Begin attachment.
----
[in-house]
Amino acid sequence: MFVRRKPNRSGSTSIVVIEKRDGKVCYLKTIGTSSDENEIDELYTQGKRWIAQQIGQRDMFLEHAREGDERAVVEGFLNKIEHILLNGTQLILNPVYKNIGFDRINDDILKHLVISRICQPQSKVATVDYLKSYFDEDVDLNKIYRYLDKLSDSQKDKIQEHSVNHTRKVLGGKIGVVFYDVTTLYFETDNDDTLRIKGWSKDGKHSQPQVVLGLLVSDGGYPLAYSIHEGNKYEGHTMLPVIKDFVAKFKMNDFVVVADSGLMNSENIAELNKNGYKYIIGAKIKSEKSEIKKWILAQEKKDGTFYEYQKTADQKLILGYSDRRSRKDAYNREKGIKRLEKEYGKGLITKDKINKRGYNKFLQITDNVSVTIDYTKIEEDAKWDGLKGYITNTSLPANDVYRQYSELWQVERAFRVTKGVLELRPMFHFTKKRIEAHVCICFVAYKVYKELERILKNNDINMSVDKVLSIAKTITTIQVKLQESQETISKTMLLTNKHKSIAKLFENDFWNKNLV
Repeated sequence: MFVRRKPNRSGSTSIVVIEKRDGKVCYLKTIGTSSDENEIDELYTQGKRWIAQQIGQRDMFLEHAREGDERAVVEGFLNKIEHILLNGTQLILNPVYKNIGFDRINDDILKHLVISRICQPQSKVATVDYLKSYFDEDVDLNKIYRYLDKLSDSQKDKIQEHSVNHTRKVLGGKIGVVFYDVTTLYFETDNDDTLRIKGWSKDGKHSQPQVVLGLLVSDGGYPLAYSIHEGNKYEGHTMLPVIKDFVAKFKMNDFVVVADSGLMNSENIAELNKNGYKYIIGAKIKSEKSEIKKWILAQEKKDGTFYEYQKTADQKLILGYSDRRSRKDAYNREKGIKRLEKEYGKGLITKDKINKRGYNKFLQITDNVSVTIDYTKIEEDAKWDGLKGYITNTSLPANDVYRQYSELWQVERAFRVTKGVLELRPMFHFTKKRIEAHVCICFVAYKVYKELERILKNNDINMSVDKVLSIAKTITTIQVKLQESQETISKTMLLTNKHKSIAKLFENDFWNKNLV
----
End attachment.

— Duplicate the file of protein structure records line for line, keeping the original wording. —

[in-house]
Amino acid sequence: MFVRRKPNRSGSTSIVVIEKRDGKVCYLKTIGTSSDENEIDELYTQGKRWIAQQIGQRDMFLEHAREGDERAVVEGFLNKIEHILLNGTQLILNPVYKNIGFDRINDDILKHLVISRICQPQSKVATVDYLKSYFDEDVDLNKIYRYLDKLSDSQKDKIQEHSVNHTRKVLGGKIGVVFYDVTTLYFETDNDDTLRIKGWSKDGKHSQPQVVLGLLVSDGGYPLAYSIHEGNKYEGHTMLPVIKDFVAKFKMNDFVVVADSGLMNSENIAELNKNGYKYIIGAKIKSEKSEIKKWILAQEKKDGTFYEYQKTADQKLILGYSDRRSRKDAYNREKGIKRLEKEYGKGLITKDKINKRGYNKFLQITDNVSVTIDYTKIEEDAKWDGLKGYITNTSLPANDVYRQYSELWQVERAFRVTKGVLELRPMFHFTKKRIEAHVCICFVAYKVYKELERILKNNDINMSVDKVLSIAKTITTIQVKLQESQETISKTMLLTNKHKSIAKLFENDFWNKNLV
Repeated sequence: MFVRRKPNRSGSTSIVVIEKRDGKVCYLKTIGTSSDENEIDELYTQGKRWIAQQIGQRDMFLEHAREGDERAVVEGFLNKIEHILLNGTQLILNPVYKNIGFDRINDDILKHLVISRICQPQSKVATVDYLKSYFDEDVDLNKIYRYLDKLSDSQKDKIQEHSVNHTRKVLGGKIGVVFYDVTTLYFETDNDDTLRIKGWSKDGKHSQPQVVLGLLVSDGGYPLAYSIHEGNKYEGHTMLPVIKDFVAKFKMNDFVVVADSGLMNSENIAELNKNGYKYIIGAKIKSEKSEIKKWILAQEKKDGTFYEYQKTADQKLILGYSDRRSRKDAYNREKGIKRLEKEYGKGLITKDKINKRGYNKFLQITDNVSVTIDYTKIEEDAKWDGLKGYITNTSLPANDVYRQYSELWQVERAFRVTKGVLELRPMFHFTKKRIEAHVCICFVAYKVYKELERILKNNDINMSVDKVLSIAKTITTIQVKLQESQETISKTMLLTNKHKSIAKLFENDFWNKNLV